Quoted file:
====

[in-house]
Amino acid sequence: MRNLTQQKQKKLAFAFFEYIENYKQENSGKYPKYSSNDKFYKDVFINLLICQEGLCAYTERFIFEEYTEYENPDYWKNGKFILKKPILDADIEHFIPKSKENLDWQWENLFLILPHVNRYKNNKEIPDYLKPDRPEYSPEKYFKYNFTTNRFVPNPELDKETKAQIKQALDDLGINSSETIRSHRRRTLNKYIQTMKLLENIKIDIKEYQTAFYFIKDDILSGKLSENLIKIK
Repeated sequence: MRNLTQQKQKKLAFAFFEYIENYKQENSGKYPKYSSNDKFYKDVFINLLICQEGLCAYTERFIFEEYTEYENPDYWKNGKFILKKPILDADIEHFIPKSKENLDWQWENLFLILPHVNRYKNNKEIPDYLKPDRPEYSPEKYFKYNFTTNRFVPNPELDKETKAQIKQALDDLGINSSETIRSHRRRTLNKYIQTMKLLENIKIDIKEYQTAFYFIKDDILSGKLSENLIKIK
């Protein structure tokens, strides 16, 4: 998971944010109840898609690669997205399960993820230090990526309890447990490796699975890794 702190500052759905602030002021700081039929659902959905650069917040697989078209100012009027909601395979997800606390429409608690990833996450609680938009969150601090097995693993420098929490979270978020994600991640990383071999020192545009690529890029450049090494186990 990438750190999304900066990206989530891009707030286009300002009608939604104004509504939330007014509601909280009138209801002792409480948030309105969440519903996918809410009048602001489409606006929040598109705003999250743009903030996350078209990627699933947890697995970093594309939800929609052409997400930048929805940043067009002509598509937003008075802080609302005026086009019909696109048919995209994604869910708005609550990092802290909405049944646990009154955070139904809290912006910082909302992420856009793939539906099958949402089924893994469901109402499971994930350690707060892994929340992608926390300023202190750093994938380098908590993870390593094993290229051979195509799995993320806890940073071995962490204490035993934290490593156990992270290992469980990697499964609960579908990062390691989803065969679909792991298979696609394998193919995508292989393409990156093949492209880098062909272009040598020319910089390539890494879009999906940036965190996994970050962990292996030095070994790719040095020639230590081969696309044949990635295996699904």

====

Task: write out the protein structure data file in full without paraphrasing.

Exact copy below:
[in-house]
Amino acid sequence: MRNLTQQKQKKLAFAFFEYIENYKQENSGKYPKYSSNDKFYKDVFINLLICQEGLCAYTERFIFEEYTEYENPDYWKNGKFILKKPILDADIEHFIPKSKENLDWQWENLFLILPHVNRYKNNKEIPDYLKPDRPEYSPEKYFKYNFTTNRFVPNPELDKETKAQIKQALDDLGINSSETIRSHRRRTLNKYIQTMKLLENIKIDIKEYQTAFYFIKDDILSGKLSENLIKIK
Repeated sequence: MRNLTQQKQKKLAFAFFEYIENYKQENSGKYPKYSSNDKFYKDVFINLLICQEGLCAYTERFIFEEYTEYENPDYWKNGKFILKKPILDADIEHFIPKSKENLDWQWENLFLILPHVNRYKNNKEIPDYLKPDRPEYSPEKYFKYNFTTNRFVPNPELDKETKAQIKQALDDLGINSSETIRSHRRRTLNKYIQTMKLLENIKIDIKEYQTAFYFIKDDILSGKLSENLIKIK
């Protein structure tokens, strides 16, 4: 998971944010109840898609690669997205399960993820230090990526309890447990490796699975890794 702190500052759905602030002021700081039929659902959905650069917040697989078209100012009027909601395979997800606390429409608690990833996450609680938009969150601090097995693993420098929490979270978020994600991640990383071999020192545009690529890029450049090494186990 990438750190999304900066990206989530891009707030286009300002009608939604104004509504939330007014509601909280009138209801002792409480948030309105969440519903996918809410009048602001489409606006929040598109705003999250743009903030996350078209990627699933947890697995970093594309939800929609052409997400930048929805940043067009002509598509937003008075802080609302005026086009019909696109048919995209994604869910708005609550990092802290909405049944646990009154955070139904809290912006910082909302992420856009793939539906099958949402089924893994469901109402499971994930350690707060892994929340992608926390300023202190750093994938380098908590993870390593094993290229051979195509799995993320806890940073071995962490204490035993934290490593156990992270290992469980990697499964609960579908990062390691989803065969679909792991298979696609394998193919995508292989393409990156093949492209880098062909272009040598020319910089390539890494879009999906940036965190996994970050962990292996030095070994790719040095020639230590081969696309044949990635295996699904």